Note from Andrew: Occasionally, I’ll have some of my staff write articles or feature articles from guest consultants. This particular article is by one of the Sozo Firm team.
You may notice an employee offering inadequate, unsatisfactory customer service to your customers. You fear it will eventually hurt your business. However, you also fear bringing up corrective feedback to an employee. Yet, feedback is necessary to elicit understanding and change. These 4 tips can help ensure the conversation brings about positive effect rather than argumentation.
1) Choose the time and place
There is a time and place for everything. The same is true for corrective feedback or criticism. When and how you give feedback can mean the difference between understanding and moving forward or arguing with little change.
Example: Criticizing a worker on Monday morning at 8 AM in front of five other coworkers will only demean him/her. Rather, approach the worker and ask when an appropriate time to meet privately to discuss work related issues would be. This allows the worker to decide an appropriate time in her schedule, while also providing privacy from other coworkers.
2) Give feedback in a timely manner
You may think that ignoring or postponing a problem until next month’s meeting won’t hurt your business.
Example: You noticed your employee acting discourteous to customers. You make a note and decide to discuss it with her during a meeting in two weeks. However, in those two weeks her attitude hasn’t changed and customers are beginning to complain. Ignoring the problem will only harm your business. Immediately document and start developing a plan of action for any type of situation.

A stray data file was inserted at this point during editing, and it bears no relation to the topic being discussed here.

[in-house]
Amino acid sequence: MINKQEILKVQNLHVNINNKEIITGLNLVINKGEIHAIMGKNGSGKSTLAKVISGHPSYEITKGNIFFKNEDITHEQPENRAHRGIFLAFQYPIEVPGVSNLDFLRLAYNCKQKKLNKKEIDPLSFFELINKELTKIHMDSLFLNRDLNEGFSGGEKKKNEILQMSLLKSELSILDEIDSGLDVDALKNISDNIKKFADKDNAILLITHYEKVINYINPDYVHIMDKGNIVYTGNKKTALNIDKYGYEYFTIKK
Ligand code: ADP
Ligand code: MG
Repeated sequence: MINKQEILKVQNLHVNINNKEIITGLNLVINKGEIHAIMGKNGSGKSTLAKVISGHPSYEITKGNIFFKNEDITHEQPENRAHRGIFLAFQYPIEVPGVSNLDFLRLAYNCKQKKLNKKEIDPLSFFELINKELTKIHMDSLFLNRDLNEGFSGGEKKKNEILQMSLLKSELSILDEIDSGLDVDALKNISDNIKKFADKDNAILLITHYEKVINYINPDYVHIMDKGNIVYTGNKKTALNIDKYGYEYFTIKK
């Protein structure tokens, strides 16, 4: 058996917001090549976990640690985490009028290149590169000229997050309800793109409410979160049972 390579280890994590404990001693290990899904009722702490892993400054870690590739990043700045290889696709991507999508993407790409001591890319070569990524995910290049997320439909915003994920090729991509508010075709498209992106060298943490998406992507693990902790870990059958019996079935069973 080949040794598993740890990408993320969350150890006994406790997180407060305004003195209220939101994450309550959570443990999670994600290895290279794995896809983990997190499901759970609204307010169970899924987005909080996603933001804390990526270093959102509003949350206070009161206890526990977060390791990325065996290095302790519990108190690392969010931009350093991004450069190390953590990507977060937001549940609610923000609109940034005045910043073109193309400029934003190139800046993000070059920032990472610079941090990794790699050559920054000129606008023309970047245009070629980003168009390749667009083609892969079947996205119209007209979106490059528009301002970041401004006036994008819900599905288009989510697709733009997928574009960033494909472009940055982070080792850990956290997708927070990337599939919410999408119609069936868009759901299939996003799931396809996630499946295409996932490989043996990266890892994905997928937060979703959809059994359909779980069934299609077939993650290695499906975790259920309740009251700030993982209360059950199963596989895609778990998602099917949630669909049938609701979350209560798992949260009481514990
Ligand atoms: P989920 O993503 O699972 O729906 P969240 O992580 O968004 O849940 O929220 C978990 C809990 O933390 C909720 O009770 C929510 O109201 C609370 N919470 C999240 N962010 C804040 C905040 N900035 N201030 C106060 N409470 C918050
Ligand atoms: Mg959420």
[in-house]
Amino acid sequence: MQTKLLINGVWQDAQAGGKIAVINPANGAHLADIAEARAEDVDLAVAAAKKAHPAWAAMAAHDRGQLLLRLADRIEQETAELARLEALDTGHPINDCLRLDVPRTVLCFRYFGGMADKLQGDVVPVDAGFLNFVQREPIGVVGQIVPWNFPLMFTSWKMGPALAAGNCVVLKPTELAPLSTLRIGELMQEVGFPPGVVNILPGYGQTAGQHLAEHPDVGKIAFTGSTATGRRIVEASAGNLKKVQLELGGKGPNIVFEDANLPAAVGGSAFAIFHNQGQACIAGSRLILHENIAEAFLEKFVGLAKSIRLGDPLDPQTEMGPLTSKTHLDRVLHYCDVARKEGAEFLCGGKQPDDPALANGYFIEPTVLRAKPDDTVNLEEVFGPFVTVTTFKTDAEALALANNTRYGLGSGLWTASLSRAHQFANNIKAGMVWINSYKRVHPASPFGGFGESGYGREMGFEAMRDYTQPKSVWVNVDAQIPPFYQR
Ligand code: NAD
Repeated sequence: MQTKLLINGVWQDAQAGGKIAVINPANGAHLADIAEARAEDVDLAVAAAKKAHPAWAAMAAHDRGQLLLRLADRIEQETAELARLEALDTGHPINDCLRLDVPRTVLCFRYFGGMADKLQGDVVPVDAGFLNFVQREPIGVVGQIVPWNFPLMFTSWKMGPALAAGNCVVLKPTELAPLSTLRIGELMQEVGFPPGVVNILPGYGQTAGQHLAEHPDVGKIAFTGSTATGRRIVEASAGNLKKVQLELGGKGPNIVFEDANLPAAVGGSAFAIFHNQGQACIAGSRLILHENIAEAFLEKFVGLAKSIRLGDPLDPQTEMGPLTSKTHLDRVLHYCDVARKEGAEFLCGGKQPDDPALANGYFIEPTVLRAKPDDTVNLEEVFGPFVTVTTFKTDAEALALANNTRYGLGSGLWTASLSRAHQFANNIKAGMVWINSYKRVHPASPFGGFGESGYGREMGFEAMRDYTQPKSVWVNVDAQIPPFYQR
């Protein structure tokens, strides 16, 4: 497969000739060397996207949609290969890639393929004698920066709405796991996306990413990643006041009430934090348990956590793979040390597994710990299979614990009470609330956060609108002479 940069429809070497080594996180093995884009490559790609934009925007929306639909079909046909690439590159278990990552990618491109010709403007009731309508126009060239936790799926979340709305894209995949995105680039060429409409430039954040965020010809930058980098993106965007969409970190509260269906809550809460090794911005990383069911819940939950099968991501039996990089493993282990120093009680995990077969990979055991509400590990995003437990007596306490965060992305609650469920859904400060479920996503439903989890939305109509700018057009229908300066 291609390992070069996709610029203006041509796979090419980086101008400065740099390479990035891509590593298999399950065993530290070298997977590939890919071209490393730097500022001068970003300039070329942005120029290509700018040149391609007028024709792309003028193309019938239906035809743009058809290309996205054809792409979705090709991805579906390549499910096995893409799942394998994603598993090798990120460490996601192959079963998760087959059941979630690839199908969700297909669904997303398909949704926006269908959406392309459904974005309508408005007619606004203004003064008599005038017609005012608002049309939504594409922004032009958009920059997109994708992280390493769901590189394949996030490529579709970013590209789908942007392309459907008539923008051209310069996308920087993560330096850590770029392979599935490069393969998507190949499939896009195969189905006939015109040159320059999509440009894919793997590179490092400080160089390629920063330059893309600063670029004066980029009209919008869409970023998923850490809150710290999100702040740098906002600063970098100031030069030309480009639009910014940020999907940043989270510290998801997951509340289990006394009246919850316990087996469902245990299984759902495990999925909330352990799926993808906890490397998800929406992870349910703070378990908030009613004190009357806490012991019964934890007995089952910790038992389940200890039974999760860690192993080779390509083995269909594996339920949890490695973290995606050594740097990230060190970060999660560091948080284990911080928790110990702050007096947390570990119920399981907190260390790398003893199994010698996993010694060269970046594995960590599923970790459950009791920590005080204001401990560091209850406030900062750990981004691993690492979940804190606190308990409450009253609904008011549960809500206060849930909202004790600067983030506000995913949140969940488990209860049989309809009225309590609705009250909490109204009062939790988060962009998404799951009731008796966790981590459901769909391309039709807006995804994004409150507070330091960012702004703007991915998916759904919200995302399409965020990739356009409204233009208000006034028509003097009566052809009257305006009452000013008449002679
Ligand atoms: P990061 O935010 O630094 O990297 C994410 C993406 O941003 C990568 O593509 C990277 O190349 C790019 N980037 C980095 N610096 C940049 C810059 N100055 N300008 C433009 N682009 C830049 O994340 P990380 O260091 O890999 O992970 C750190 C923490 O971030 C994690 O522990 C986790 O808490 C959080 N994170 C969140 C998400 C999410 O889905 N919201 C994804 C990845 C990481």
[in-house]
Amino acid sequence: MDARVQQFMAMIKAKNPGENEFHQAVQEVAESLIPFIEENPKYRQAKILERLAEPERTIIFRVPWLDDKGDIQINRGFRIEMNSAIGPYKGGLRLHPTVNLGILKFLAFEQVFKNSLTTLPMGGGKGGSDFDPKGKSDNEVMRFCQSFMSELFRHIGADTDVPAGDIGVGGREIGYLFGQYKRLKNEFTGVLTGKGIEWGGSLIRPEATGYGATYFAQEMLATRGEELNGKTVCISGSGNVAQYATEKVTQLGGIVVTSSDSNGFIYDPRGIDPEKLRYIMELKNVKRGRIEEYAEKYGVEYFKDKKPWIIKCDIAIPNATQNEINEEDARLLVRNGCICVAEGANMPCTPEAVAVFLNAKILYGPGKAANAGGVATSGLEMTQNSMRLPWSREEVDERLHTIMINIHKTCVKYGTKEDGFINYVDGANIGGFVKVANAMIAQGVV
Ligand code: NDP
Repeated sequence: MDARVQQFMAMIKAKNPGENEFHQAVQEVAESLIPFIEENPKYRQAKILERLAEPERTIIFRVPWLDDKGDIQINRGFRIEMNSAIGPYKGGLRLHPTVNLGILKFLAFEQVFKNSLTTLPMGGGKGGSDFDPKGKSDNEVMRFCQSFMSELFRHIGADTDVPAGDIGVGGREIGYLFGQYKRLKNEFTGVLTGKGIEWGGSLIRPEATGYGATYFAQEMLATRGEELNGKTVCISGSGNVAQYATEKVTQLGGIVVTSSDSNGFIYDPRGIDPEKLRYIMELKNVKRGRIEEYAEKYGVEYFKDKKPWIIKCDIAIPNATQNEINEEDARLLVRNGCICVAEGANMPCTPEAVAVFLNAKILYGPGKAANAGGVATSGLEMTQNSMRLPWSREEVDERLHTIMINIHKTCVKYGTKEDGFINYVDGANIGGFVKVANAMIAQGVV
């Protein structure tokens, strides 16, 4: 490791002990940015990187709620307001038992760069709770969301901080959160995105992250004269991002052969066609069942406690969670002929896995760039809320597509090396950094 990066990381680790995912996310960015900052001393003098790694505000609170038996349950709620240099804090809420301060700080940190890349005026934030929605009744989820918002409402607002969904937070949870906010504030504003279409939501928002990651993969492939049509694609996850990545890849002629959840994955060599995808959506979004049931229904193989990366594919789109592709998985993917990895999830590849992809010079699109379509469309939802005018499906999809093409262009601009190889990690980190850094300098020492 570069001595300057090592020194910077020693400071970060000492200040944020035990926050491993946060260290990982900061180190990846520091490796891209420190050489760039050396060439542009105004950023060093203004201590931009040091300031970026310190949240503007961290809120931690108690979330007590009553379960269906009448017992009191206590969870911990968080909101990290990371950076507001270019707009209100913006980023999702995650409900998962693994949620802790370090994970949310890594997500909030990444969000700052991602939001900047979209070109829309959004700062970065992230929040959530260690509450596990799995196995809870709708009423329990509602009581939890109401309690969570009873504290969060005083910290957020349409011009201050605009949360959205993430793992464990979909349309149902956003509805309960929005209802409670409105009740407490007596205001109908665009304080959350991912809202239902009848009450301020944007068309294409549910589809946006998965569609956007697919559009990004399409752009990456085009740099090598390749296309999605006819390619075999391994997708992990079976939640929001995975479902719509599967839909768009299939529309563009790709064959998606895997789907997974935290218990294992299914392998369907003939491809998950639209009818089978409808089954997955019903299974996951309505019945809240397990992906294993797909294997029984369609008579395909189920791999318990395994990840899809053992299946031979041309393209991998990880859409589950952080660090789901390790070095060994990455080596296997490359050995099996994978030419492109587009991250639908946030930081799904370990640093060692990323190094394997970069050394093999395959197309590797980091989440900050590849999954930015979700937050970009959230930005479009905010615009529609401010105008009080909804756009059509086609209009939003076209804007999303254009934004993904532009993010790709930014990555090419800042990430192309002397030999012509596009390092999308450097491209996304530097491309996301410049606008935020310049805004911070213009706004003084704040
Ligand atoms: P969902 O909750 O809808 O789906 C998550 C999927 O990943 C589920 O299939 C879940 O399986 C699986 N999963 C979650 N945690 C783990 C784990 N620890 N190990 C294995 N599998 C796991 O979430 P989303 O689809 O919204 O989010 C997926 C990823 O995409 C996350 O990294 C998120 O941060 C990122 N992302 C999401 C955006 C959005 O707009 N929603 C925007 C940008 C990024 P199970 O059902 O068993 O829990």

3) Avoid “Never” and “Always”
Never and always are two greatly overused words in our vocabulary. We often think we can place emphasis on the situation by using them. We may feel it will warrant a change. However, these two words can quickly turn a discussion into an argument.
Example: In a confrontation, you accuse your employee of “always” turning in her reports late. Yet, you both are aware that while some reports are late, the use of “always” is too harsh. She will immediately become defensive and focus on your wording, rather than the subject at hand. To stay on track, pinpoint specific examples such as “you turned in 5 reports late in the last month.” Your employee will focus on the situation and how to correct it, rather than on an argument.
4) Listen, rather than talk
Although you may want to dominate the conversation and offer your opinion and thoughts, listening can offer valuable insight into underlying issues.
Example: You voice your concerns with your employee and then allow her 10 minutes to speak. By offering your undivided attention, you can focus on what exactly she is saying. You may find out that she isn’t offering a specific product or service only because she doesn’t fully understand it. You now can develop a plan of action for further training.
Corrective action is often a situation that can become awkward and defensive quickly. Most managers or business owners choose to ignore, rather than confront. However, by choosing an appropriate time and place, your wording and attitude, and developing plans of action, you will be more effective. The goal is to initiate change in the employee, not infuriate them.
About Sozo Firm
Sozo Firm helps startup companies, small to mid-sized businesses & nonprofit organizations thrive through developing and implementing business optimization strategies. Our efficiency consulting addresses business processes, customer service, employees, marketing, public relations, and communication. Our internet strategy consulting addresses website usability, reputation management, social media, and internet marketing. Contact our senior consultant, Andrew Jensen, at 800.460.SOZO to learn how we can serve you.